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Matthew 5:38-44

Context
Retaliation

5:38 “You have heard that it was said, ‘An eye for an eye and a tooth for a tooth.’ 1  5:39 But I say to you, do not resist the evildoer. 2  But whoever strikes you on the 3  right cheek, turn the other to him as well. 5:40 And if someone wants to sue you and to take your tunic, 4  give him your coat also. 5:41 And if anyone forces you to go one mile, 5  go with him two. 5:42 Give to the one who asks you, 6  and do not reject 7  the one who wants to borrow from you.

Love for Enemies

5:43 “You have heard that it was said, ‘Love your neighbor 8  and ‘hate your enemy.’ 5:44 But I say to you, love your enemy and 9  pray for those who persecute you,

1 sn A quotation from Exod 21:24; Lev 24:20.

2 tn The articular πονηρός (ponhro", “the evildoer”) cannot be translated simply as “evil” for then the command would be “do not resist evil.” Every instance of this construction in Matthew is most likely personified, referring either to an evildoer (13:49) or, more often, “the evil one” (as in 5:37; 6:13; 13:19, 38).

3 tc ‡ Many mss (B D K L Δ Θ Ë13 565 579 700 1424 pm) have σου (sou) here (“your right cheek”), but many others lack the pronoun (א W Ë1 33 892 1241 pm). The pronoun was probably added by way of clarification. NA27 has σου in brackets, indicating doubt as to its authenticity.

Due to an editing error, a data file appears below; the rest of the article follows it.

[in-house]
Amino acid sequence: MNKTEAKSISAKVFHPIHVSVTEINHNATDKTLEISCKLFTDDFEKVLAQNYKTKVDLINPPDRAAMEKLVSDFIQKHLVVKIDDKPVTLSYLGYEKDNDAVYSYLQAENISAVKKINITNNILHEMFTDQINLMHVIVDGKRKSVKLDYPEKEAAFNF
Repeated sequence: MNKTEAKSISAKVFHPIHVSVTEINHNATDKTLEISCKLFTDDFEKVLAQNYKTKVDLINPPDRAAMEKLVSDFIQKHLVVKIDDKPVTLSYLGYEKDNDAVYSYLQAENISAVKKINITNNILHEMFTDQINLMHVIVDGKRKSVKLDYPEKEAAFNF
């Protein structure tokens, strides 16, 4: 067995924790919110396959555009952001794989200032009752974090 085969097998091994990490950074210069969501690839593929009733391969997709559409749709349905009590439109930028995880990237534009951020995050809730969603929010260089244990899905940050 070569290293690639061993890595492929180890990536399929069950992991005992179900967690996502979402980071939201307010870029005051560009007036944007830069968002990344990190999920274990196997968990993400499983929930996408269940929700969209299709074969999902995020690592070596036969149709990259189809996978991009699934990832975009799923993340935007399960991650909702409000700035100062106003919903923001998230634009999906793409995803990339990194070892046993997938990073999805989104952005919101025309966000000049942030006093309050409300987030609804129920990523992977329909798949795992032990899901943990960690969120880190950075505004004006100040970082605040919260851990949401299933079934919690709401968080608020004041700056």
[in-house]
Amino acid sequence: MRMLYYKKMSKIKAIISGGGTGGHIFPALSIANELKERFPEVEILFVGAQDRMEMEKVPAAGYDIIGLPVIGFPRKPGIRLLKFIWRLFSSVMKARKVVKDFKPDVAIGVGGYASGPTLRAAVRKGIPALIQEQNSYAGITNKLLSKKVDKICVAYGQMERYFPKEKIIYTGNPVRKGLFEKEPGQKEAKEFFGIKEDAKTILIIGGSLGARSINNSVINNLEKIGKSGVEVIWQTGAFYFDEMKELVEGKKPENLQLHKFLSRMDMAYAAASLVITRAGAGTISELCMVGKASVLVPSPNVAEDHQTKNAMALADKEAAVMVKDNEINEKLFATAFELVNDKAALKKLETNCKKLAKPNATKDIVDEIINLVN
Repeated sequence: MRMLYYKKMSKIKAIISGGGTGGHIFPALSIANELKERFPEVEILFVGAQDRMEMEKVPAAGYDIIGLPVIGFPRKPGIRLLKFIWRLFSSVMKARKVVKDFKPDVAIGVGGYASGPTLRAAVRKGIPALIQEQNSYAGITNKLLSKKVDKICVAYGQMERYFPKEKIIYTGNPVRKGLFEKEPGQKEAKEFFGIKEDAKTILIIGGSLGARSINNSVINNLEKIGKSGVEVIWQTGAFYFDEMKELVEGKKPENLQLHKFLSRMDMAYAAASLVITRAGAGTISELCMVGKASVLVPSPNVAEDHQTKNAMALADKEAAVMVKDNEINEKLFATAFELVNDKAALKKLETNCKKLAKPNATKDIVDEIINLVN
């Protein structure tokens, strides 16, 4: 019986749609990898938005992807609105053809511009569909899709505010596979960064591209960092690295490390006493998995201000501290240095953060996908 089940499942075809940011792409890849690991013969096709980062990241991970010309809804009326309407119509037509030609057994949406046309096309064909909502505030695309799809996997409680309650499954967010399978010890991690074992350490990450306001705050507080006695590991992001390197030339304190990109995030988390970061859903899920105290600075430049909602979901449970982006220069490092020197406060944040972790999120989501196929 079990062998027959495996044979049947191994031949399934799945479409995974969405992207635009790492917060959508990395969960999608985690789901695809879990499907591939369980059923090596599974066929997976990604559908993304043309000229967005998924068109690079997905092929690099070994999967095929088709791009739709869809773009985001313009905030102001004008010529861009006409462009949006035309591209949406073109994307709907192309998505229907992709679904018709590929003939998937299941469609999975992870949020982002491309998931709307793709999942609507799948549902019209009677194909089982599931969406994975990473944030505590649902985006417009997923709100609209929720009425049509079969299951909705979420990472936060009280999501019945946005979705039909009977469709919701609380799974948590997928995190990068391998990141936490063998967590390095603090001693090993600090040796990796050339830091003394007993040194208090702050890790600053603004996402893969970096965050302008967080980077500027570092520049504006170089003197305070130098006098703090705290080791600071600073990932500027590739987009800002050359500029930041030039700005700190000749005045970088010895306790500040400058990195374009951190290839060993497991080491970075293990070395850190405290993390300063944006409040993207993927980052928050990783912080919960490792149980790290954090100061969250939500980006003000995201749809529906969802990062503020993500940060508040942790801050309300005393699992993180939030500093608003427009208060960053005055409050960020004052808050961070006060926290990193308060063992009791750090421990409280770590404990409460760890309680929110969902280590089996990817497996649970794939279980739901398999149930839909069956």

4 tn Or “shirt” (a long garment worn under the cloak next to the skin). The name for this garment (χιτών, citwn) presents some difficulty in translation. Most modern readers would not understand what a “tunic” was any more than they would be familiar with a “chiton.” On the other hand, attempts to find a modern equivalent are also a problem: “Shirt” conveys the idea of a much shorter garment that covers only the upper body, and “undergarment” (given the styles of modern underwear) is more misleading still. “Tunic” was therefore employed, but with a note to explain its nature.

5 sn If anyone forces you to go one mile. In NT times Roman soldiers had the authority to press civilians into service to carry loads for them.

6 sn Jesus advocates a generosity and a desire to meet those in dire need with the command give to the one who asks you. This may allude to begging; giving alms was viewed highly in the ancient world (Matt 6:1-4; Deut 15:7-11).

7 tn Grk “do not turn away from.”

8 sn A quotation from Lev 19:18.

9 tc Most mss ([D] L [W] Θ Ë13 33 Ï lat) read “bless those who curse you, do good to those who hate you, and pray for those who mistreat you,” before “those who persecute you.” But this is surely a motivated reading, importing the longer form of this aphorism from Luke 6:27-28. The shorter text is found in א B Ë1 pc sa, as well as several fathers and versional witnesses.



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